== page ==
Wednesday, October 10, 2012

It is truth and not serenity that a man’s nature requires of him

Neither doing nor knowing but Being. And Love is the Test

What is the righteousness which is of God by faith?

It is simply the thing that God wants every man to be, wrought out in him by constant obedient contact with God himself. It is not an attribute either of God or man, but a fact of character in God and in man. It is God’s righteousness wrought out in us, so that as He is righteous, we too are righteous.

It does not consist in obeying this or that law, not even the keeping of every law, so that no hairsbreadth did we run counter to one of them. To be righteous is to be such a heart, soul, mind, and will, as would recoil with horror from the than lightest possible breach of any law of God. It is to be so in love with what is fair and right as to make it impossible for a person to do anything that is less than absolutely righteous. It is not the love of righteousness in the abstract that makes anyone righteous, but such a love of fair play toward everyone with whom we come in contact, that anything less than fulfilling, with a clear joy, our divine relation to him or her, is impossible.

More powerful than all powers is being. To be is more powerful than even to do. Action may be hypocrisy, but being is the thing in itself and is the parent of action.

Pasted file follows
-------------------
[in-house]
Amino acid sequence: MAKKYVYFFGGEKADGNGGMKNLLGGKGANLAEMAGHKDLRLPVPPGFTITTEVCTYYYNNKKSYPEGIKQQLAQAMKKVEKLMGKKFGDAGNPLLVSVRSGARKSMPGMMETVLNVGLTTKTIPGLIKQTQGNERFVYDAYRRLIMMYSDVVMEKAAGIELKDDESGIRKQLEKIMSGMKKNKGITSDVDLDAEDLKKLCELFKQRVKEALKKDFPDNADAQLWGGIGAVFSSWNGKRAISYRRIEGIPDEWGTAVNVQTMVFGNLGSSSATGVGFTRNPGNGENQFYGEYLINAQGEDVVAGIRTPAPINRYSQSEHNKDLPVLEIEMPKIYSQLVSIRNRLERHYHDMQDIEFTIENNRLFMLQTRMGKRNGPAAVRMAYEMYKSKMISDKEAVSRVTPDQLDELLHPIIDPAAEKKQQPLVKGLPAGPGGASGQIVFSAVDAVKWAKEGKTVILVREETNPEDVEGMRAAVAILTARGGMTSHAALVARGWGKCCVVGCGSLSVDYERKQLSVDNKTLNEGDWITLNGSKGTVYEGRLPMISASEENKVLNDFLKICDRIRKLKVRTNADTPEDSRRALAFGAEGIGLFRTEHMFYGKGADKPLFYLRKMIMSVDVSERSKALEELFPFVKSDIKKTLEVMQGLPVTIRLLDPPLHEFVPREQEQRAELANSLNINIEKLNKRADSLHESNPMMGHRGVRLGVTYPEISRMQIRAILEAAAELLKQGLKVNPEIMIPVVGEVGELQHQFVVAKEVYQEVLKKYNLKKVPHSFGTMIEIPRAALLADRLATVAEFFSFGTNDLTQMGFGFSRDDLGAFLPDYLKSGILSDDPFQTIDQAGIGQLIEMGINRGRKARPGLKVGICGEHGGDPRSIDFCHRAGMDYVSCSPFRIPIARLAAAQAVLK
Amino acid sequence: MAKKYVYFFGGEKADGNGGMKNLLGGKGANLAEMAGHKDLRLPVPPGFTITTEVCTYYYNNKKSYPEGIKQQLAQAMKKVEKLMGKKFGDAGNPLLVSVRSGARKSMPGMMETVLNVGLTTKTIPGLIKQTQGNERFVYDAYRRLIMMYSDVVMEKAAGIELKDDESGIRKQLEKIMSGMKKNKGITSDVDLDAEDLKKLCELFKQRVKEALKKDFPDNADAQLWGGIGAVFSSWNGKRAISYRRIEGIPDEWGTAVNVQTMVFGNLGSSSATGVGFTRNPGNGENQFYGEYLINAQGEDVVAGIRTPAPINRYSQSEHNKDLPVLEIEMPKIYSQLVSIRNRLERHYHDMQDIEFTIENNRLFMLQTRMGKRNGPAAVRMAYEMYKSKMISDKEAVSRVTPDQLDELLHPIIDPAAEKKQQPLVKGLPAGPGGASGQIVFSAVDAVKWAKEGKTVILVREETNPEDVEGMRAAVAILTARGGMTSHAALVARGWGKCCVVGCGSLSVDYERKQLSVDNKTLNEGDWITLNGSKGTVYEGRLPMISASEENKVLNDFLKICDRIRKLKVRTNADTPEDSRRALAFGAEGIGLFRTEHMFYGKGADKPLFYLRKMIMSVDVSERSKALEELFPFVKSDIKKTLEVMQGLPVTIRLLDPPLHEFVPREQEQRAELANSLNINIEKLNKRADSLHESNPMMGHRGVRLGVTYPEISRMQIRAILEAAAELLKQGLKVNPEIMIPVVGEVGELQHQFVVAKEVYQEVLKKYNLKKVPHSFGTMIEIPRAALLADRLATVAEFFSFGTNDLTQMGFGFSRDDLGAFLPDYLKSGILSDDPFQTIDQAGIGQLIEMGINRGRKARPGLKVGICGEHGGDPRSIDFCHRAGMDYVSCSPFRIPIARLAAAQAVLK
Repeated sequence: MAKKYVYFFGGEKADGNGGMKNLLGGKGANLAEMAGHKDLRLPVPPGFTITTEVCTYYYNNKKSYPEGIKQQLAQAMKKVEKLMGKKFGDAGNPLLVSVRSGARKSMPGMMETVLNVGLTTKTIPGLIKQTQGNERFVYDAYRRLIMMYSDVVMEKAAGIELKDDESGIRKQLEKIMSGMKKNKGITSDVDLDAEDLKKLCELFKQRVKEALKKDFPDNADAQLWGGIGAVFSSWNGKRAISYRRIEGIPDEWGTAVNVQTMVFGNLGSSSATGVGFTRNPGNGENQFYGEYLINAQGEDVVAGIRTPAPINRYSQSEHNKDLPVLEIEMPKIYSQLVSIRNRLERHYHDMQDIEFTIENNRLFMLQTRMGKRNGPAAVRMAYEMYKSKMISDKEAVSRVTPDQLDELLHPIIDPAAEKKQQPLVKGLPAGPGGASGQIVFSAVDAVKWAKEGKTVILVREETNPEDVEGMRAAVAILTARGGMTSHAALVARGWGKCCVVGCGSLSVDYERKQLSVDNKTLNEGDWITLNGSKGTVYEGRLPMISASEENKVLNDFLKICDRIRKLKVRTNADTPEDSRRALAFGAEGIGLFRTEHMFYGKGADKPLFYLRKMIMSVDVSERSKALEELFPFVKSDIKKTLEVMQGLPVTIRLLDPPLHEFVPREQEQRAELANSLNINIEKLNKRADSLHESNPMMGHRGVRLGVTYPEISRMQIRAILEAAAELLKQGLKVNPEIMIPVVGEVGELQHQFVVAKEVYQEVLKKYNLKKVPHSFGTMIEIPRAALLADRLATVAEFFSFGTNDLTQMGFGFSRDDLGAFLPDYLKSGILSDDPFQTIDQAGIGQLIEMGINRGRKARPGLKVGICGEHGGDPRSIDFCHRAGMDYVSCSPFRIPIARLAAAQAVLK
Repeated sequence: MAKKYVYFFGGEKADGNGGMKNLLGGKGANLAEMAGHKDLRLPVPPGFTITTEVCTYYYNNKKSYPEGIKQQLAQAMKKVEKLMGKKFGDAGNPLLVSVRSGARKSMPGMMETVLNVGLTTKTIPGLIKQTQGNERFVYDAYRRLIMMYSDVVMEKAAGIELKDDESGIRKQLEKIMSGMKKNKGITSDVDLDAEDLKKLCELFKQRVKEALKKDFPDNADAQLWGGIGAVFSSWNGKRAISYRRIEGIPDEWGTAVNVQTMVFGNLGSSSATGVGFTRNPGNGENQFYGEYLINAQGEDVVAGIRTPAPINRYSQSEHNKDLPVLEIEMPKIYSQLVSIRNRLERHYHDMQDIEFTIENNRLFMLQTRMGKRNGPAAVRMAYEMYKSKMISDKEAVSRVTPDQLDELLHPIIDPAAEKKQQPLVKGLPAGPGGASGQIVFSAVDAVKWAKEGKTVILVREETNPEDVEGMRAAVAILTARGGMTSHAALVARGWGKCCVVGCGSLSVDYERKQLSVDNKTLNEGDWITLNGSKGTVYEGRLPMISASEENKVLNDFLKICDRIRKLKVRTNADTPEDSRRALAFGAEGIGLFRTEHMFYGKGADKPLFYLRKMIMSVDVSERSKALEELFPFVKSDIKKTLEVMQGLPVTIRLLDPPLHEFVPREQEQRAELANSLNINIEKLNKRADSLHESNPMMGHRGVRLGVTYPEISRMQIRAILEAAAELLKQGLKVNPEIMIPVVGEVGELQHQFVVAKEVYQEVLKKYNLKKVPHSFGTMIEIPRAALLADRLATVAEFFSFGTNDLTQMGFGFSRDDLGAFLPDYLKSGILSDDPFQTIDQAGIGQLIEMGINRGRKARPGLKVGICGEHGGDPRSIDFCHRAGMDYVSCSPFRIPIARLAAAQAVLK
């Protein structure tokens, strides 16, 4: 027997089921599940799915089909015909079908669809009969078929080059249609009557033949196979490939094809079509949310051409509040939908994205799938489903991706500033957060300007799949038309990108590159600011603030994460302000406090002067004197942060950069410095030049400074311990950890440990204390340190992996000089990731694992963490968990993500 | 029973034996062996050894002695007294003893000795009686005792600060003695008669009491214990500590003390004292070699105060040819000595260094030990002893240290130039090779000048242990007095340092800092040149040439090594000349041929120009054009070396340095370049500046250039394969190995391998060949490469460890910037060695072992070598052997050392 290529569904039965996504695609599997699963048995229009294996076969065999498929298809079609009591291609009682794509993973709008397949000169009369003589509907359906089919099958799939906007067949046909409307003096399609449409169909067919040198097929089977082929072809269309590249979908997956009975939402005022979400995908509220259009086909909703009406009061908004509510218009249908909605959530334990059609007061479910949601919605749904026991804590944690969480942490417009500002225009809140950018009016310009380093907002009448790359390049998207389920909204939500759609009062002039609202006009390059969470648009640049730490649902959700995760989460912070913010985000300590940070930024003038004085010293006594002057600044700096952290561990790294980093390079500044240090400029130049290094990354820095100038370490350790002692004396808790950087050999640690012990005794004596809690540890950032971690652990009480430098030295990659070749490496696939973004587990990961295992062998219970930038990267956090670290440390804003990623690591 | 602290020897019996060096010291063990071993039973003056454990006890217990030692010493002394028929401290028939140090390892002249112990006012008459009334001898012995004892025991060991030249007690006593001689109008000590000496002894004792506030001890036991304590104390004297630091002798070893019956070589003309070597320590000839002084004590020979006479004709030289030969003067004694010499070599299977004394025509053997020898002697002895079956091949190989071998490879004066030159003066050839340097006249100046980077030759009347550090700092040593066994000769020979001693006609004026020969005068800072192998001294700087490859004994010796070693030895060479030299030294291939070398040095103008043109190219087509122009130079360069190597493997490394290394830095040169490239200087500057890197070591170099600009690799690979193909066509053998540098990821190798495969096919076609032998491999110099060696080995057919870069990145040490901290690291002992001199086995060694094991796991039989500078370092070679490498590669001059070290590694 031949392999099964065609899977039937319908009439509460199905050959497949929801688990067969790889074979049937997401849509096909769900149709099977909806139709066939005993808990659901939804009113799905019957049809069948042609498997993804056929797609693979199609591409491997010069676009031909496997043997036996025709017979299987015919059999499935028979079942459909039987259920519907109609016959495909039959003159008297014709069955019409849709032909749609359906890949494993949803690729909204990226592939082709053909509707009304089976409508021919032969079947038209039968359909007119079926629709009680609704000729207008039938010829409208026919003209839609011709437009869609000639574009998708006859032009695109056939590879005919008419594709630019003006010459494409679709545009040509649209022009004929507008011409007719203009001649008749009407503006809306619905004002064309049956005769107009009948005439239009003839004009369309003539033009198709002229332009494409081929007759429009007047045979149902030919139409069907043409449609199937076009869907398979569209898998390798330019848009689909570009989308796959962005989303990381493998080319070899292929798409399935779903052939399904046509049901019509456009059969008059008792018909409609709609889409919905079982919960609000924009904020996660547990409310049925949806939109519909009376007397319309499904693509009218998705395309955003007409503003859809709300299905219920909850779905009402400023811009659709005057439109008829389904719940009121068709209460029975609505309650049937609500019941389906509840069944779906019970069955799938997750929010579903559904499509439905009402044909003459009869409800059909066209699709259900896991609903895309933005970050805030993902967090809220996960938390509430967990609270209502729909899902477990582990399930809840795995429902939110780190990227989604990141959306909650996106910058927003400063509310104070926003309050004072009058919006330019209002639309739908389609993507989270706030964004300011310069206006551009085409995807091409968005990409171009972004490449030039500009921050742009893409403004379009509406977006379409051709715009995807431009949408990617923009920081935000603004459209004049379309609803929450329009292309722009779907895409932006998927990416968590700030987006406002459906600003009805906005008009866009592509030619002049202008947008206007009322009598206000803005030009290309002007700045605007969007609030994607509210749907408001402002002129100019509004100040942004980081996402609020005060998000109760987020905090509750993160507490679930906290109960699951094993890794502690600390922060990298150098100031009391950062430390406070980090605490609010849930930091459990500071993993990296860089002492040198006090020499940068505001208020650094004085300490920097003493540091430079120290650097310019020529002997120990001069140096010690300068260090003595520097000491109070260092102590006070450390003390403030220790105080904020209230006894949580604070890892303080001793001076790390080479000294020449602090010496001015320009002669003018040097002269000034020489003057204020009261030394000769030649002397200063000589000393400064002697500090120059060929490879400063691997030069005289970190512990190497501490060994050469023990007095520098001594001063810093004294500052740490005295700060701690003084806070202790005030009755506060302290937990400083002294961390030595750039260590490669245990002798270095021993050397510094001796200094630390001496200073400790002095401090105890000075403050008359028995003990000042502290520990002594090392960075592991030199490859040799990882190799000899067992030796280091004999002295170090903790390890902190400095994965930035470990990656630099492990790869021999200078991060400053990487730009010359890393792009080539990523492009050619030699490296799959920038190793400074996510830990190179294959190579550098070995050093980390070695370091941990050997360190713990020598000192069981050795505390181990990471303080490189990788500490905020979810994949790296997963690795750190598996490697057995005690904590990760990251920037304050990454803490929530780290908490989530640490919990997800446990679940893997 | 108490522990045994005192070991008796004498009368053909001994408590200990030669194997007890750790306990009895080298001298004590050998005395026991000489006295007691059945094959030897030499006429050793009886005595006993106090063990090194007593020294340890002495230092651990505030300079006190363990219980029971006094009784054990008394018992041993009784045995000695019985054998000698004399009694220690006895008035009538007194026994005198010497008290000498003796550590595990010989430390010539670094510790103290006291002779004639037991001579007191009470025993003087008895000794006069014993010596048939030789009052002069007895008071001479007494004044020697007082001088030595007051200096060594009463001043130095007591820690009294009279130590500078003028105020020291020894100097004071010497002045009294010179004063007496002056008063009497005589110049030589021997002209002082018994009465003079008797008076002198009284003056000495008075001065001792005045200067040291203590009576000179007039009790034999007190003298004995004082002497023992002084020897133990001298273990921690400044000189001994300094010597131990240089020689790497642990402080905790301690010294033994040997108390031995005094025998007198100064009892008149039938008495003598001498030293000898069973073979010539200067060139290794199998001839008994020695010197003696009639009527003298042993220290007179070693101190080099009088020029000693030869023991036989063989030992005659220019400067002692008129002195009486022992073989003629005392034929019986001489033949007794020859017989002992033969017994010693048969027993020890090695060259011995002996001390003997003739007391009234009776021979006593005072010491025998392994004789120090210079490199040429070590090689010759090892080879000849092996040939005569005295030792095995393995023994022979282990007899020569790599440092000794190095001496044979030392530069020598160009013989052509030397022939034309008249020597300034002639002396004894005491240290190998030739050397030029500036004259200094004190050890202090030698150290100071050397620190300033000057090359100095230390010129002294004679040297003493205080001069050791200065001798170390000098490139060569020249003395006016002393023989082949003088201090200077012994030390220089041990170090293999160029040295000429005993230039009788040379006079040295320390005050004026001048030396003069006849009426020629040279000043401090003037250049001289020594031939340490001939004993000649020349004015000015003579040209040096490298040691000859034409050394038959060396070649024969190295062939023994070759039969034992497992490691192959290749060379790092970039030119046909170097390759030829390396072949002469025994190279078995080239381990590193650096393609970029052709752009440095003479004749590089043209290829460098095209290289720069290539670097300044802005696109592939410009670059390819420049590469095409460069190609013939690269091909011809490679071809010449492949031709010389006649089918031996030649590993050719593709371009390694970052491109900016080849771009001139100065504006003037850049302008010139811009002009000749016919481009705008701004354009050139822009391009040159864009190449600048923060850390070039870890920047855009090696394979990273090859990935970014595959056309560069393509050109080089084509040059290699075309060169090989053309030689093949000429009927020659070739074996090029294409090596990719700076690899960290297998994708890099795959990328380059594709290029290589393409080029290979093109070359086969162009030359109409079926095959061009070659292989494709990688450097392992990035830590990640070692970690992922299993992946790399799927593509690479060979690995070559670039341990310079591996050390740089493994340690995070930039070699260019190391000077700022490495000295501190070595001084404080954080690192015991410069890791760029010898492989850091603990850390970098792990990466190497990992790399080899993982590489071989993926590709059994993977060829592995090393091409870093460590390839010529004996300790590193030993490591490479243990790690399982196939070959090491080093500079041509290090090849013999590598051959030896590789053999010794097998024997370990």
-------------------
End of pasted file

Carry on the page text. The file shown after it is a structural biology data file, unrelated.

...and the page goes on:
If by neglect of its wings an eagle should sink to become a sparrow, it would then recognize only the laws of sparrow life. For the sparrows of humanity do not generally believe in a consuming fire and an outer darkness, where all that will be left is an ever renewed “alas!” The “alas” is that they neglected their wings, neglected to try to see beyond their own horizons, neglected to do the words of Him who alone is life.

It is truth and not serenity that a man’s nature requires of him. It is help, not the leaving of cards at doors, that will be recognized as the test. It is love, and no amount of flattery, that will prosper. Differences as wide as that between a gentleman and a cad will contract to a hairsbreadth in that day. The customs of the trade and the picking of pockets will go together, with the greater excuse for the greater need and less knowledge. Liars the most gentlemanly and the most rowdy will go as liars just the same.

The first shall be last and the last first.


George MacDonald, Discovering the Character of God, edited by Michael R. Phillips, 175-176.